Why Relief Pitchers Should Start Games

My Roommate Thinks Relievers Should Start Baseball Games And I Agree

Eliminate conventional thinking and look at the facts.


This summer, my roommate, Ryan, wrote an article about how relievers should start baseball games, but he didn't have a way for it to be published. Luckily, I told him he could post it on Odyssey to my literal tens upon tens of followers. Ryan is smart, funny, and guess what ladies, SINGLE.

Ryan Cranston

Here's what he has to say about baseball: "When the Tampa Bay Rays began starting games with relievers, the explanation behind the move was, "Well, necessity breeds innovation." However, there might be a few teams, the Yankees being one of them, that might want to make this shift too, but not out of necessity.

Two weeks ago today, the weaknesses that separate the Red Sox from the Yankees were being exposed by starters Rick Porcello, Nathan Eovaldi, and David Price, who pitched a total of 23 innings, giving up just eight hits, and three earned runs over that span. Sitting 10.5 games back of the Red Sox, the Yankees might want to consider a slightly more radical approach to pitching as the season concludes—starting relievers.

When you boast as lights-out a bullpen as the Yankees do, it does no good to have the likes of Aroldis Chapman, Dellin Betances, and David Robertson sit because their starters can't match the dominance of opponents' starters. This particularly manifested itself in the Red Sox series two weeks ago when the Yankees didn't have a lead entering the seventh until the final game of the four-game set. In other words, the Yankees were able to flaunt their highly touted bullpen in just one game of the series. If the bullpen is the Yankees' strength, why risk using it only once every four games? To avoid scenarios where the big guns in the bullpen are left stranded in the outfield for multiple games at a time, starting relievers would ensure that this is avoided and that they can take full advantage of the strength of their team.

Furthermore, it is well-known that relievers are creatures of habit. When they pitch too frequently or infrequently, they are unable to establish command of their pitches. Take July 22nd, for example, on extended rest, Aroldis Chapman faced the Mets in a non-save situation, allowing three runs on one hit and three walks, throwing 19 pitches with three of those being strikes. The correlation between Chapman's number of days off and ERA is .731, demonstrating the relatively strong association between his days off and his poor performance.

Chad Green has been a steady arm in the Yankees bullpen for the past few years, and while his correlation between days off and performance is not nearly as stark as Chapman's, one statistic stands out when looking at his days of rest splits. Green has appeared in eight games on two days' rest, scattering four hits across nine and a thirds innings, with no runs, nine strikeouts, and no walks. If the Yankees want to capitalize on Green's rhythm when pitching on two days' rest, they could run him out there every third day and see if the results hold up, thus eliminating the unpredictability behind how often a reliever makes an appearance.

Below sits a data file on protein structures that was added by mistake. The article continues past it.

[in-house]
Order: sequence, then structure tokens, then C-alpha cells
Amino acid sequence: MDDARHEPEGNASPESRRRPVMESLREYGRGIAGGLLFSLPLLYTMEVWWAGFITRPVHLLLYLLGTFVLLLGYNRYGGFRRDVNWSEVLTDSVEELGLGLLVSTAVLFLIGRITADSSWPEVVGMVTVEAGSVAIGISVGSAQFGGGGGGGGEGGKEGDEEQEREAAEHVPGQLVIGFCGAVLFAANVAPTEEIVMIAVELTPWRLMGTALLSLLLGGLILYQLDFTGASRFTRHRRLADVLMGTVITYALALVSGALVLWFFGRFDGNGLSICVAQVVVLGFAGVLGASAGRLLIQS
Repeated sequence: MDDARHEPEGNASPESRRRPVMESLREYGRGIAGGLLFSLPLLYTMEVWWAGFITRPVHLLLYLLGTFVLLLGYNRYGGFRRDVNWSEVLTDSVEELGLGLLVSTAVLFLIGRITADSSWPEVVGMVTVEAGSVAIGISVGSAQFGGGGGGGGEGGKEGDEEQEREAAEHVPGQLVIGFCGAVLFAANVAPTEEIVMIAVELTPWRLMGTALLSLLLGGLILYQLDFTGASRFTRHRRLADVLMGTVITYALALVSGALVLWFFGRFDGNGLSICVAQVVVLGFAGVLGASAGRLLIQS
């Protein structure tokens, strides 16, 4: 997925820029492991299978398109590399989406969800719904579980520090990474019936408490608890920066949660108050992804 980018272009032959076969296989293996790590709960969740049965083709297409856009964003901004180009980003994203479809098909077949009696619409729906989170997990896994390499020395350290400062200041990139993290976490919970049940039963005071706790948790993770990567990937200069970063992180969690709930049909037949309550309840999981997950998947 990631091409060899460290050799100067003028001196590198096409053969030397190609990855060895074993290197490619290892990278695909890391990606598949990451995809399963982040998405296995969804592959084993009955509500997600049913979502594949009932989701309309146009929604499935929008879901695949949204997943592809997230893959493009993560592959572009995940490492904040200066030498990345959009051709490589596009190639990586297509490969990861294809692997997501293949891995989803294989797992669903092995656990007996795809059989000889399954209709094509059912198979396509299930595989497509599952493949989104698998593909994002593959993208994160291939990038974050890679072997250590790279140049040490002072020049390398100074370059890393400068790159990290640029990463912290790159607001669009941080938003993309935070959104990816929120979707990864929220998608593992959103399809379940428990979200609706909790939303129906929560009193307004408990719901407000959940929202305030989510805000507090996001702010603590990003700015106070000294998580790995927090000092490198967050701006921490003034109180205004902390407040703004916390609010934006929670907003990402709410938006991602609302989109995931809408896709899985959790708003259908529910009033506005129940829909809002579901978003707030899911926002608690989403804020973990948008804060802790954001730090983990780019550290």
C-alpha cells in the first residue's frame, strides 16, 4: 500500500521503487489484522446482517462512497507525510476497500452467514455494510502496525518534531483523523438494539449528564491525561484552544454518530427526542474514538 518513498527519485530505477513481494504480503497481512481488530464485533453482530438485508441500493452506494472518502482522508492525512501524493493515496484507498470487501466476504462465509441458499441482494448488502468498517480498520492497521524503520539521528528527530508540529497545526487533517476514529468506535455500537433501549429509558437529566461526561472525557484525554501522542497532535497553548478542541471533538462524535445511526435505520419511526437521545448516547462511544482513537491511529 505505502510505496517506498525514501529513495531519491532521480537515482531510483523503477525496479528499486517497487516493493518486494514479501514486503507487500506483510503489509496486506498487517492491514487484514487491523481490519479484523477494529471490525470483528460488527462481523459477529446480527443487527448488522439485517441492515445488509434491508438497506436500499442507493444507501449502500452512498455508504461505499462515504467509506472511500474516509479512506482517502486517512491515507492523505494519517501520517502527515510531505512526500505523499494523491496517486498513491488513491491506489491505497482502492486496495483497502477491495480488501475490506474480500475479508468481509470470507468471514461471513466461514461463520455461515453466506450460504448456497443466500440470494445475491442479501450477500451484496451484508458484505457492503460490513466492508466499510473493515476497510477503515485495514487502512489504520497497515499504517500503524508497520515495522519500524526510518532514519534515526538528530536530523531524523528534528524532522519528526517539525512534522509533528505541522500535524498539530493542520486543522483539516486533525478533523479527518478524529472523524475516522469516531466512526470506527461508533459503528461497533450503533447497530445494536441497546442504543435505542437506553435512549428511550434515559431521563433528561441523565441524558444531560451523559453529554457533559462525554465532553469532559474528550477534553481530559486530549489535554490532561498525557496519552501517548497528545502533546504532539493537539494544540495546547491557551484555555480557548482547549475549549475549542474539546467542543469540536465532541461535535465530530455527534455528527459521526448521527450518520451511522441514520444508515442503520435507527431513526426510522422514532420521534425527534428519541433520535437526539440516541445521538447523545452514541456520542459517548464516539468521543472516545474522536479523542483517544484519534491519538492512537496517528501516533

In addition to the Yankees, the Orioles would likely benefit from this approach as well. To go along with their MLB-worst record of 36-86, they have a first-inning ERA near 12. If they aren't going to have many high leverage moments late in games, why not use their high leverage relievers early in the game to at least give themselves a chance later in the game?

In the DH era (1973-Present), the first inning has the highest amount of average runs scored per inning (.56), whereas the ninth inning has the lowest (.44). If a reliever gives a team a better chance than the starter does to get the first three hitters in the lineup out, why is it so crazy to have him start the game before handing off the baton to the "starter" in the second inning?

The late Henry Ford once said, "If I had asked my customers what they wanted, they would have said a faster horse." Ford's outside-the-box thinking is being manifested in the Tampa Bay Rays, and if the baseball traditionalists still believe that the last three outs are the toughest outs to get, they might have to find something besides analytics to prove their point."

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This article has not been reviewed by Odyssey HQ and solely reflects the ideas and opinions of the creator.

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